“We can play rock’n’roll, but we ignore it, shove it in a corner. We don’t see ourselves in the same context as rock’n’roll groups. We’re out on a limb. It is dangerous, but it excites us, makes it worthwhile.” – Siouxsie Sioux
Released on 13th November 1978, The Scream was the debut LP by Siouxsie and the Banshees. The Banshees were already behind in acquiring a record deal, and had been forced to sit out the first wave of punk releases by bands like the Pistols, The Clash and the Adverts. However, the timing of their debut album release allowed them to spearhead and define something more interesting than the repeat continuation of the short sharp shock punk rock of their earlier contemporaries.
Post punk was already up and running, and bands like PiL and Magazine had already put the brakes on simply whining and screaming at a voluminous 90mph, but post punk might have evolved very differently had it not been for The Scream.
The album was recorded during August 1978 at the RAK studios in London, with the still rookie producer Steve Lillywhite at the controls. With the classic early Banshees line up of Sioux, Severin, Morris and McKay it used art school sensibilities and reference points to make one of the most influential albums of the post punk era.
The finished album sounded like nothing else. Even to its young listeners it was obvious that this LP was somehow different, and “new” sounding. Despite already being familiar with earlier versions of the songs Overground, Carcass, Mirage, Metal Postcard and Suburban Relapse which had been included in the band’s John Peel sessions, The Scream presented the opportunity to hear them as a single piece of work. Drawing from a darker emotional and musical palette, the Banshees introduced themselves with an altogether more foreboding presence than their contemporaries. The opening bars of The Scream features Severin’s sliding bass, McKay’s spacious guitar, and eventually the booming, almost war-like drums of Morris, as Siouxsie’s distant wails make their first dramatic entrance. The doubled layered vocals hint more at schizophrenia than harmony, and the tom heavy drums on the album are often referred to in reviews as being ‘motorik’.
Being children of the 1970s and raised on a diet of Chirpy Chirpy Cheep-Cheep and Clive Dunn singing ‘Grandad’, ‘Motorik’ was not yet in our vocabulary. Further research uncovered it as a term used to describe the rhythm sections of early 1970s Krautrock bands like Can and Neu! The drum part being in and of itself, without any formal fills or separate parts for verses and choruses. Blimey! They could have been talking about Kenny Morris!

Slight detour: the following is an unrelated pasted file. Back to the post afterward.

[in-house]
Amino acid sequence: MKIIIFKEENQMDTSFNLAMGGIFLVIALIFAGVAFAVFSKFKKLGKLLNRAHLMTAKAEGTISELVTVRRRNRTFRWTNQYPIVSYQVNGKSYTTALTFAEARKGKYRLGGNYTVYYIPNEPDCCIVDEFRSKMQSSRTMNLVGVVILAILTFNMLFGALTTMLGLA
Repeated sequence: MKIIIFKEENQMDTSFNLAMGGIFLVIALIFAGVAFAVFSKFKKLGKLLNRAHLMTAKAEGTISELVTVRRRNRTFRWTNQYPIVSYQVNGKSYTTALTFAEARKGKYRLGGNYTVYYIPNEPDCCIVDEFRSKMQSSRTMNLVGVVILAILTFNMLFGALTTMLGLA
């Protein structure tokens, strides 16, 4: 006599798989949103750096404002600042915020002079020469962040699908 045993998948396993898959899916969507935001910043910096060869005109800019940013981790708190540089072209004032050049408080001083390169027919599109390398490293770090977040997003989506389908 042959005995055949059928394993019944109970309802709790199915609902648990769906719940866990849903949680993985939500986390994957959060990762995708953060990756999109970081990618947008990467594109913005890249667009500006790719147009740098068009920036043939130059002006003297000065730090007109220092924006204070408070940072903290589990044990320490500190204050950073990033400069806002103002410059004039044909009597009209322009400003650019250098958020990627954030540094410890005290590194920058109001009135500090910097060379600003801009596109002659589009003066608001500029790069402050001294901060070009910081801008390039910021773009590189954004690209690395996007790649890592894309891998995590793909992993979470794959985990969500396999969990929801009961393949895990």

‘Carcass’ is probably the nearest to a three chord bash as the Banshees get on this album with the guitar and bass working together while the lyrical impact comes as Siouxsie spells out the story of a mother who has cut up her son and eats him for tea, keeping the remains in the freezer with ‘Heinz main courses’. From a lyrical perspective, the whole album revolves around these same themes of a suburban dystopia, madness, claustrophobia and disquiet.
The Scream’s sleeve image, shot by photographer Paul Wakefield was also unusual. Whereas many bands appeared on their album sleeves; from Blondie to The Damned to the Talking Heads – the Banshees chose to commission an image. As the album’s title was partly influenced by the 1968 film The Swimmer, Siouxsie suggested Paul could shoot the images underwater. Talking to albumcoverhalloffame.com in 2014 Paul recalls the session;
“I wanted to be able to completely control the lighting, and so an indoor pool was the only option. I scouted quite a few pools, but when I saw this pool in the YMCA in Central London, which was dark blue tiled with light blue lane stripes instead of the normal reverse colors, I knew it was the ideal location. I wanted to give it an eerie underwater night-time feel, and this setting was perfect. We used a number of 1000K and 2000K lights around the pool edge. I used school kids as models and they pretty well ran riot.”
The Scream was released on 13 November 1978, and was an instant commercial success, taking the Banshees to No. 12 on the UK album chart.
Collecting favourable reactions from Sounds, Record Mirror and Melody Maker, reviewers were quick to bracket ‘The Scream’ alongside other ground-breaking LPs like those from Bowie’s Berlin period, or even the Velvet Underground. The only person who didn’t really like it was perennial sourpuss Julie Burchill who called it, “a self-important threshing machine thrashing all stringed instruments down onto the same low level alongside that draggy sub-voice as it attempts futile eagle and dove swoops around the mono-beat.” Few agreed.
Fans of ‘The Scream’ included many high profile musicians including Robert Smith, Peter Hook, Stephen Morris, The Jesus and Mary Chain, Shirley Manson and Marc Almond who said “The Scream made a real impression on me. I loved the way they turned these suburban things into nightmares–that was a great influence on early Soft Cell stuff”. From Lori Majewski and Jonathan Bernstein’s Mad World: An Oral History of New Wave Artists and Songs That Defined the 1980s.
The Scream is one of those era defining albums that still sounds relevant today, and stands as a testament to Siouxsie and the Banshees fearless singularity. Without it we wonder, would we have had any of those follow on post punk bands with their own legacy of influence. Bands like Joy Division, The Cocteau Twins, Soft Cell, or any mid period miserable Cure? Maybe we would…but certainly not in the same way.
“I was washing up the dishes minding my own business when my string snapped I had a relapse” – Suburban Relapse